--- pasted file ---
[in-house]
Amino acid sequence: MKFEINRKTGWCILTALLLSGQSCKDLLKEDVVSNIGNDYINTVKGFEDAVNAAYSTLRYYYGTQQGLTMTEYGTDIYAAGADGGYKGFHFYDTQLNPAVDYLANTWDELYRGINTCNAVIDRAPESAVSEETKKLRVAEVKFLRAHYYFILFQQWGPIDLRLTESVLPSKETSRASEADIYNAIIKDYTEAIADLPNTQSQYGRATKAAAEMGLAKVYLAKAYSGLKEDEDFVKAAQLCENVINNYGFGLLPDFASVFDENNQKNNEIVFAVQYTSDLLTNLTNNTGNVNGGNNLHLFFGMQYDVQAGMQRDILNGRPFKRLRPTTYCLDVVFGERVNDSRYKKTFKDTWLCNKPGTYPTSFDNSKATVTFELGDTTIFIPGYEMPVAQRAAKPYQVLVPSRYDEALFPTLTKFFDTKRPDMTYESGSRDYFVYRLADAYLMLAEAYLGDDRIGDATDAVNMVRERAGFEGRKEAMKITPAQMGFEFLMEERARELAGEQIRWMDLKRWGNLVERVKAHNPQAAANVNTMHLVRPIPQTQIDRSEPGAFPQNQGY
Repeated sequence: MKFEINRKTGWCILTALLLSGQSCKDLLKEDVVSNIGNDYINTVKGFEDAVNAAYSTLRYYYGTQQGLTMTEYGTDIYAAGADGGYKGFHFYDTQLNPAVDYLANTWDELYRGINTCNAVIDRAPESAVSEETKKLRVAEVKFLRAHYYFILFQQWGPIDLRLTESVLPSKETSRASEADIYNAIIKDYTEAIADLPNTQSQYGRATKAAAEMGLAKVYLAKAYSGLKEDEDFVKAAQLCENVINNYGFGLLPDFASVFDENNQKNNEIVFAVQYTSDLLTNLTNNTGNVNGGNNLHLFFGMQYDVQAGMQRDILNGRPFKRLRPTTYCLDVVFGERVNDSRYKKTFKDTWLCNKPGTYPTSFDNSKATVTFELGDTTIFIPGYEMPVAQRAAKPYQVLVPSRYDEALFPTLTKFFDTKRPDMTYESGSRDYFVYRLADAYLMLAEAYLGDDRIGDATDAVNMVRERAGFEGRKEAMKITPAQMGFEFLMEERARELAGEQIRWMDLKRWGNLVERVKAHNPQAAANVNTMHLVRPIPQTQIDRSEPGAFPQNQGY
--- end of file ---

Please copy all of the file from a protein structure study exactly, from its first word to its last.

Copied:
[in-house]
Amino acid sequence: MKFEINRKTGWCILTALLLSGQSCKDLLKEDVVSNIGNDYINTVKGFEDAVNAAYSTLRYYYGTQQGLTMTEYGTDIYAAGADGGYKGFHFYDTQLNPAVDYLANTWDELYRGINTCNAVIDRAPESAVSEETKKLRVAEVKFLRAHYYFILFQQWGPIDLRLTESVLPSKETSRASEADIYNAIIKDYTEAIADLPNTQSQYGRATKAAAEMGLAKVYLAKAYSGLKEDEDFVKAAQLCENVINNYGFGLLPDFASVFDENNQKNNEIVFAVQYTSDLLTNLTNNTGNVNGGNNLHLFFGMQYDVQAGMQRDILNGRPFKRLRPTTYCLDVVFGERVNDSRYKKTFKDTWLCNKPGTYPTSFDNSKATVTFELGDTTIFIPGYEMPVAQRAAKPYQVLVPSRYDEALFPTLTKFFDTKRPDMTYESGSRDYFVYRLADAYLMLAEAYLGDDRIGDATDAVNMVRERAGFEGRKEAMKITPAQMGFEFLMEERARELAGEQIRWMDLKRWGNLVERVKAHNPQAAANVNTMHLVRPIPQTQIDRSEPGAFPQNQGY
Repeated sequence: MKFEINRKTGWCILTALLLSGQSCKDLLKEDVVSNIGNDYINTVKGFEDAVNAAYSTLRYYYGTQQGLTMTEYGTDIYAAGADGGYKGFHFYDTQLNPAVDYLANTWDELYRGINTCNAVIDRAPESAVSEETKKLRVAEVKFLRAHYYFILFQQWGPIDLRLTESVLPSKETSRASEADIYNAIIKDYTEAIADLPNTQSQYGRATKAAAEMGLAKVYLAKAYSGLKEDEDFVKAAQLCENVINNYGFGLLPDFASVFDENNQKNNEIVFAVQYTSDLLTNLTNNTGNVNGGNNLHLFFGMQYDVQAGMQRDILNGRPFKRLRPTTYCLDVVFGERVNDSRYKKTFKDTWLCNKPGTYPTSFDNSKATVTFELGDTTIFIPGYEMPVAQRAAKPYQVLVPSRYDEALFPTLTKFFDTKRPDMTYESGSRDYFVYRLADAYLMLAEAYLGDDRIGDATDAVNMVRERAGFEGRKEAMKITPAQMGFEFLMEERARELAGEQIRWMDLKRWGNLVERVKAHNPQAAANVNTMHLVRPIPQTQIDRSEPGAFPQNQGY